Since prehistoric times, the Sami people of Arctic Europe lived and worked in an area that stretches over parts of what is now northern Norway, Sweden, Finland and the Russian Kola Peninsula.

On our way to the North Cape we visited the remote home of a Sami couple. The man, who spoke little Norwegian and no English, posed with one of his favorite reindeer. His wife worked inside at the gift shop counter.

Changes in latitude, changes in attitude.

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Text and photos copyright 2013 by Corey Sandler. If you would like to obtain a copy of a photo from this blog, please visit the tab Order a Photo.

 

25 June 2013: Tromsø, Norway: Good day, sunshine, and never mind the clock

By Corey Sandler, Destination Consultant Silversea Cruises

Greetings from the Land of the Midnight Sun.

Also the 3 a.m. sun and the noontime sun and cocktail hour sun.

This is also one of the best places in the world to experience the Aurora Borealis.

Except, of course, when the light is on all day. Midnight Sun means the Northern Lights are out of sight.

That doesn’t mean the sky is always blue. We have been in and out of the mists and rain for the past few days as we headed north up the west coast of Norway.

But this morning—morning by the clock—dawned bright and sunny and we happily headed into town.

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Silver Cloud at the dock, along with an ocean-going tug

Tromsø is the largest city and the largest urban area in Northern Norway, and the second largest city and urban area north of the Arctic Circle, second only to Murmansk.

But please don’t expect Paris.

Even though at one time this small settlement did lay claim to the nickname of “The Paris of the North.”

Tromsø has very much the feel of a place near the end of the world. The shops and houses are painted in brilliant hues and modern structures feature mirrored glass to extend the views all around.

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It has a lot more color and liveliness than Murmansk and Arkhangelsk, which lie ahead of us on our journey.

Most of Tromsø is located on the small island of Tromsøya, 350 kilometers or 217 miles north of the Arctic Circle, at 69 degrees 40 minutes north.

Among its civic claims to fame: the world’s northernmost university, botanical garden, cathedral, and most importantly, the northernmost brewery in the world.

Despite only being home to around 80 people, Tromsø was issued its city charter in 1794 by King Christian VII. The city quickly rose in importance with trading, fishing, churches, and a bit of culture.

Arctic hunting, from Novaya Zemlya to Canada, started up around 1820. By 1850, Tromsø was the major center of Arctic hunting, and the city was trading from Arkhangelsk to Bordeaux.

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Polar Museum

It was at this time that the small settlement bestowed upon itself the nickname “Paris of the North.”

The Macks Brewery was opened in 1877, and still maintains a presence.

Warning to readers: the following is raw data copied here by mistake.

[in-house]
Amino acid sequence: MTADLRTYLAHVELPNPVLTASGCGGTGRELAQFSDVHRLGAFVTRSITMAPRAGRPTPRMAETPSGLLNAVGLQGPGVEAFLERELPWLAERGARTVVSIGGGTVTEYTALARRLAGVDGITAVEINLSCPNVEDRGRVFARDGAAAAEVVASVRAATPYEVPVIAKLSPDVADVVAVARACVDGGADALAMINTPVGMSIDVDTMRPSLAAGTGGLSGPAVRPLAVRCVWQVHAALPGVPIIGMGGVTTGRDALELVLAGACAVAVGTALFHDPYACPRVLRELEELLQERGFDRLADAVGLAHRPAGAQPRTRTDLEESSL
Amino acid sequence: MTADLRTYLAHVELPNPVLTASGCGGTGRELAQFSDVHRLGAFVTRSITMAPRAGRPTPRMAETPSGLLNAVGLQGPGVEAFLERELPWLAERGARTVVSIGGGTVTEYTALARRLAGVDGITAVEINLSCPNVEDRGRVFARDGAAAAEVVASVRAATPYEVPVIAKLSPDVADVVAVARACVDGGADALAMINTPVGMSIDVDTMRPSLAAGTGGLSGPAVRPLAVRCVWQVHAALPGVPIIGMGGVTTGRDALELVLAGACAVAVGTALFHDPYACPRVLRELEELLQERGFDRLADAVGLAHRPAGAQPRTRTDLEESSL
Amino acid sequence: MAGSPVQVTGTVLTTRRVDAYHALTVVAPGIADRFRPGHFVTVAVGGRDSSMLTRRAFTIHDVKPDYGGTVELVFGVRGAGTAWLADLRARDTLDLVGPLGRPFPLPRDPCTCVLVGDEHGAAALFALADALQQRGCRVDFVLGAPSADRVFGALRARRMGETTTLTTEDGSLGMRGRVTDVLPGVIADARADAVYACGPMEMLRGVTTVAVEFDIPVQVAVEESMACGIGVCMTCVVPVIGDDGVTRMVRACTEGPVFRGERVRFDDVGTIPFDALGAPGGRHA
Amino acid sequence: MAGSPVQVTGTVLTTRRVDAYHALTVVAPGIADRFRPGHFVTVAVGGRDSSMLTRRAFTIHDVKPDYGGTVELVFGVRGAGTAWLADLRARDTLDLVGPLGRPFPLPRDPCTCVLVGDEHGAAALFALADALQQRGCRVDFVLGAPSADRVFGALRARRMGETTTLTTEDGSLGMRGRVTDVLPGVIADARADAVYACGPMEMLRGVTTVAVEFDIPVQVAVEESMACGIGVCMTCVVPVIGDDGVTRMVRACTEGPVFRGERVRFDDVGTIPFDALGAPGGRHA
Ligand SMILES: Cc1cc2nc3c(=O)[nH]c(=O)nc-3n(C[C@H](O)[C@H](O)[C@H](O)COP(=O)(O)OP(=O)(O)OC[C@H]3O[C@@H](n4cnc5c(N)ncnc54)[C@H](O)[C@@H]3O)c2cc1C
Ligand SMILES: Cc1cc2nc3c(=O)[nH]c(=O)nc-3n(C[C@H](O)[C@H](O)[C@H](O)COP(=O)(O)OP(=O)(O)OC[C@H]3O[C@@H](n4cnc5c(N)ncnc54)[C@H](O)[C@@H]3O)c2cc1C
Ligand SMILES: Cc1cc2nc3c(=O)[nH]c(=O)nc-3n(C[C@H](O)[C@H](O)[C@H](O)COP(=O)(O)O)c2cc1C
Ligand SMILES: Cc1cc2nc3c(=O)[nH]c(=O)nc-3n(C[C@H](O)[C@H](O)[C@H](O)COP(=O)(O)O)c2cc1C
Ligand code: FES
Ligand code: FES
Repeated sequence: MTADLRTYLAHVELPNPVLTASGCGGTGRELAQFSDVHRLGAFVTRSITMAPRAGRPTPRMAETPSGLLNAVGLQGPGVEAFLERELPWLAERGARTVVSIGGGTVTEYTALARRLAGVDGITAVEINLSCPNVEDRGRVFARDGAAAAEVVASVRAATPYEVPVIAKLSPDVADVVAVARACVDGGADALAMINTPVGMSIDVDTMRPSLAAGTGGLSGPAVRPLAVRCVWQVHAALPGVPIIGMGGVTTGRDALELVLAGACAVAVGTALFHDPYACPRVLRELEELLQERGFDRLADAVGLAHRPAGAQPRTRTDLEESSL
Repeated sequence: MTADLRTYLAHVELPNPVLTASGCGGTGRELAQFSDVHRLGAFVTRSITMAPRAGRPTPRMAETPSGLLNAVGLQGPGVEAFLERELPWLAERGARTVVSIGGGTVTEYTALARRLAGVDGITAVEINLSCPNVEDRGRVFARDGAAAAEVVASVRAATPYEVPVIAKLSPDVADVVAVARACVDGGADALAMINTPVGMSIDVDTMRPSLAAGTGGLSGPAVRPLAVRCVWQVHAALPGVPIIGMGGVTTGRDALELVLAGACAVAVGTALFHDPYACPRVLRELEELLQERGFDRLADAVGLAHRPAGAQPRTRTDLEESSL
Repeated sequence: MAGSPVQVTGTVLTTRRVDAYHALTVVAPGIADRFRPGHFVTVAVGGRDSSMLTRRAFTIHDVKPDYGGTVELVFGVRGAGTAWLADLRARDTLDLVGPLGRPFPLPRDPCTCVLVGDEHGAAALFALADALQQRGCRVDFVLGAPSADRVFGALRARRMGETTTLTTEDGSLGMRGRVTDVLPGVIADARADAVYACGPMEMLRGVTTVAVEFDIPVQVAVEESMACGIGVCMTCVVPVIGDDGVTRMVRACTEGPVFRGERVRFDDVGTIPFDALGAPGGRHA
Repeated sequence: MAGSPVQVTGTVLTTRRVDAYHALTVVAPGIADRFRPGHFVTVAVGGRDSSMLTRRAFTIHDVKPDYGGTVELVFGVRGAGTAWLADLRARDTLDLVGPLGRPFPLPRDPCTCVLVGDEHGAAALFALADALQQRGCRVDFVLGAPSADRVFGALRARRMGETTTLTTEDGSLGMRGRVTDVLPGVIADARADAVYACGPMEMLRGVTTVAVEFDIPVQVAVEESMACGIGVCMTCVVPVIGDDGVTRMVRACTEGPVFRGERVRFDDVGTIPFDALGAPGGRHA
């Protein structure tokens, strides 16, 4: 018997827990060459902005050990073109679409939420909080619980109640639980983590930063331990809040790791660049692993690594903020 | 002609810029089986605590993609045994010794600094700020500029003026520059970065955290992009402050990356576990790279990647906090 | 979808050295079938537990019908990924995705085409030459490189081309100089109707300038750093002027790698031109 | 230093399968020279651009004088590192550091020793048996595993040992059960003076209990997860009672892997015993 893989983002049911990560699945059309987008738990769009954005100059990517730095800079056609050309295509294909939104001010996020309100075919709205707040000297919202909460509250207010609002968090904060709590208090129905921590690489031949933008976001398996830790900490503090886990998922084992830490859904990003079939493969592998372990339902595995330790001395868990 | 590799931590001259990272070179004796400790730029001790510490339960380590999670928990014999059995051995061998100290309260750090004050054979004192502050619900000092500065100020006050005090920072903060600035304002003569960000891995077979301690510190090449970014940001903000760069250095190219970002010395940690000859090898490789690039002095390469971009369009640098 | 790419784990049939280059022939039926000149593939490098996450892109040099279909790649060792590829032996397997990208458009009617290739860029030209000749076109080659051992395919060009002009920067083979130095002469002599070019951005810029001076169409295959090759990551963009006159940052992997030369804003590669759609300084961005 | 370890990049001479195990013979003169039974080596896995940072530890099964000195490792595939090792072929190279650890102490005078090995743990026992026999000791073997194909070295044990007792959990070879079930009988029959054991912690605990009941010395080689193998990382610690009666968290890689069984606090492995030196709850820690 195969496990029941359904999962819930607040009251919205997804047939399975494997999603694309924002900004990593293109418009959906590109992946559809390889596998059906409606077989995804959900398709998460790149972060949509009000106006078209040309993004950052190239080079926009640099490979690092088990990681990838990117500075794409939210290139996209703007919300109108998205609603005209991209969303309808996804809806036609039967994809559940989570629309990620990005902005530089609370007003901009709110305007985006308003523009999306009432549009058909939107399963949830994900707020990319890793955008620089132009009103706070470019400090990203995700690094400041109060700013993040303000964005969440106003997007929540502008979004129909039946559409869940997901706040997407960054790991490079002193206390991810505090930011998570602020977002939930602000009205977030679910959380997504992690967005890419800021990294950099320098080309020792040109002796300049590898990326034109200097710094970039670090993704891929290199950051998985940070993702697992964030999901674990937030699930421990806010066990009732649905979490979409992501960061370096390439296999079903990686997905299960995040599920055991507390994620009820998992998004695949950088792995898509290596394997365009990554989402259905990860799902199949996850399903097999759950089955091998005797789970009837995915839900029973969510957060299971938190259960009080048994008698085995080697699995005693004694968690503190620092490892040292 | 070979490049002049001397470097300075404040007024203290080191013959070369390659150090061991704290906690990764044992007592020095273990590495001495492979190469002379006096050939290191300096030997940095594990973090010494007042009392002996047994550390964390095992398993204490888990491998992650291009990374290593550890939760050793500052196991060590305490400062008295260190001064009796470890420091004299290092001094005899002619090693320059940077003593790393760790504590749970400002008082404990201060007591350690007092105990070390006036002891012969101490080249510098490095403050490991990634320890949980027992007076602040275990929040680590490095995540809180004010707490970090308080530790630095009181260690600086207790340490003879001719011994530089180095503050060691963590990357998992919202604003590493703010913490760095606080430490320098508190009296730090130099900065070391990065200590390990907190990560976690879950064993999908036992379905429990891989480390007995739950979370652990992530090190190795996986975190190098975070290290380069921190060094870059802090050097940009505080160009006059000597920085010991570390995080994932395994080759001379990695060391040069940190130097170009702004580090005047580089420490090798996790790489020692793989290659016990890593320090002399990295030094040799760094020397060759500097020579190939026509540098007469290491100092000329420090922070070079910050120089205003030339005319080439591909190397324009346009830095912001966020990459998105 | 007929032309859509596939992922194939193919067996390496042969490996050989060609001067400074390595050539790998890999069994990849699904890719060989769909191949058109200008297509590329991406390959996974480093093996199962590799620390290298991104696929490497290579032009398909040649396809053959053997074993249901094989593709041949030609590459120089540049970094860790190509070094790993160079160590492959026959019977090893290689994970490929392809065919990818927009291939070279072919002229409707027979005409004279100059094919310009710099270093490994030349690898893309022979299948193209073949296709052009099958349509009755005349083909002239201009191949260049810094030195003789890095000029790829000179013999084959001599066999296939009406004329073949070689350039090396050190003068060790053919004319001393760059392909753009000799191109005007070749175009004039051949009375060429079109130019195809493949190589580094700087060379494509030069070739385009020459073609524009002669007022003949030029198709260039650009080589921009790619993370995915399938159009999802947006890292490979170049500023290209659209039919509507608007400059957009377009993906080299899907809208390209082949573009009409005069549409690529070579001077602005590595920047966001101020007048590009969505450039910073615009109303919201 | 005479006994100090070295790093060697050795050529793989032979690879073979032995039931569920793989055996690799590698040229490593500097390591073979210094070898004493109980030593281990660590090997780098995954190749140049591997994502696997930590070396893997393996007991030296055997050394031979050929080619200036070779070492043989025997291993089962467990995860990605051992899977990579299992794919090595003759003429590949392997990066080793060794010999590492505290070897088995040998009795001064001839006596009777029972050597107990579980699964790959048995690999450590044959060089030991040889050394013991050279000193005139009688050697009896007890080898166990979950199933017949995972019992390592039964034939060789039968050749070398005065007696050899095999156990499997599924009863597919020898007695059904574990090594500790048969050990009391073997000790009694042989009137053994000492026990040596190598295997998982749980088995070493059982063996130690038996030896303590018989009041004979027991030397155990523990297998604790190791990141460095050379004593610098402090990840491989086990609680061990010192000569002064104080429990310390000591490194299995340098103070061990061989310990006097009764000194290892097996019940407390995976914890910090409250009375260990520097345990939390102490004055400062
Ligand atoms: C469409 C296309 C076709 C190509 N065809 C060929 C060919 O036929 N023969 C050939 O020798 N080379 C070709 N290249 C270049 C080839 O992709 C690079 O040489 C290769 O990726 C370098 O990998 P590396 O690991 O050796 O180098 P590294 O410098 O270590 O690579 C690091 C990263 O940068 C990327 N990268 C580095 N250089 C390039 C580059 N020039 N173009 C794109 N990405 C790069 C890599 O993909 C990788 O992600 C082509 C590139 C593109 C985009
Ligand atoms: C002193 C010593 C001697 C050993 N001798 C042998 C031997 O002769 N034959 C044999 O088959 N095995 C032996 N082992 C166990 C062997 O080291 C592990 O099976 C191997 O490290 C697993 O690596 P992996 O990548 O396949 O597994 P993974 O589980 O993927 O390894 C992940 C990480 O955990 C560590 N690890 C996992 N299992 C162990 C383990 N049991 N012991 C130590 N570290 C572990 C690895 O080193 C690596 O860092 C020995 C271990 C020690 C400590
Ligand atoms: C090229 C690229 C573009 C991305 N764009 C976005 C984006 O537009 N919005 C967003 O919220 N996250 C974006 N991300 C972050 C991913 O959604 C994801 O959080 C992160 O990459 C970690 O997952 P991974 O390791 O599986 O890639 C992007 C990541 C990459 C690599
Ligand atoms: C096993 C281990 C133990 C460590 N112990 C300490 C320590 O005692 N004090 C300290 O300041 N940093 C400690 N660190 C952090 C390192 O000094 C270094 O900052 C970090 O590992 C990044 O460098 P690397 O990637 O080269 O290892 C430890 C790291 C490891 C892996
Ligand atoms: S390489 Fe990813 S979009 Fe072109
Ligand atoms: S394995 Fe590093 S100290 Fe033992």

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Macks Brewery, the northernmost brewery in the world, or so they say

By the end of the 19th century, Tromsø had become a major Arctic trade center from which many Arctic expeditions originated.

Explorers like Roald Amundsen, Umberto Nobile, and Fridtjof Nansen made use of the know-how in Tromsø on Arctic conditions, and often recruited their crew in the city.

It was in Trondheim, about 100 miles from Tromsø, that the Germans parked their prize battleship Tirpitz during World War II.

Its presence—if not its use—diverted the efforts of dozens of Allied ships, thousands of Allied airmen, and became a five-year obsession of British Prime Minister Winston Churchill.

By the end of the intense cat-and-mouse game in the North, the Tirpitz had been moved to a cove right outside of Tromsø, and it was there the battleship was finally sunk.

We enjoyed our morning in the sun, even when it began raining again. Later in the all-day morning, about 2 pm, blue skies returned.

IF YOU CAN’T BEAT ‘EM, EAT ‘EM

In town, as we usually do, we visited a supermarket to learn about the real way of life in a foreign port. There we saw some things we expected–like whale meat–but one thing that caught us by surprise.

At the seafood counter was a basket of extra- extra-large brown speckled eggs, about two- to three-times the size of chicken eggs. They were, we learned, from seagulls. The price, about $4 each.

This is a great delicacy in northern Norway, despite the fact that here–like many places around the world–seagulls are referred to as “flying rats.” They are said to have a mild flavor, usually boiled and served on a piece of flatbread with melted butter atop them. (I can’t help imagining they actually taste like garbage bags and soda pop tops, but I did not put my theory to the test.)

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Here’s the way we experience Sun Shock here on board the beautiful Silver Cloud: we come back to our suite from an extended dinner at the end of the day, perhaps at 9:30 or 10 pm, and find the curtains tightly closed.

But a few beams of brightness leak through, and it’s all but impossible to resist opening the curtain:

Good morning, Tromsø, whatever the clock says.

Text and photos Copyright 2013, Corey Sandler. To obtain a copy of any photo, please visit the Order a Photo tab of this blog.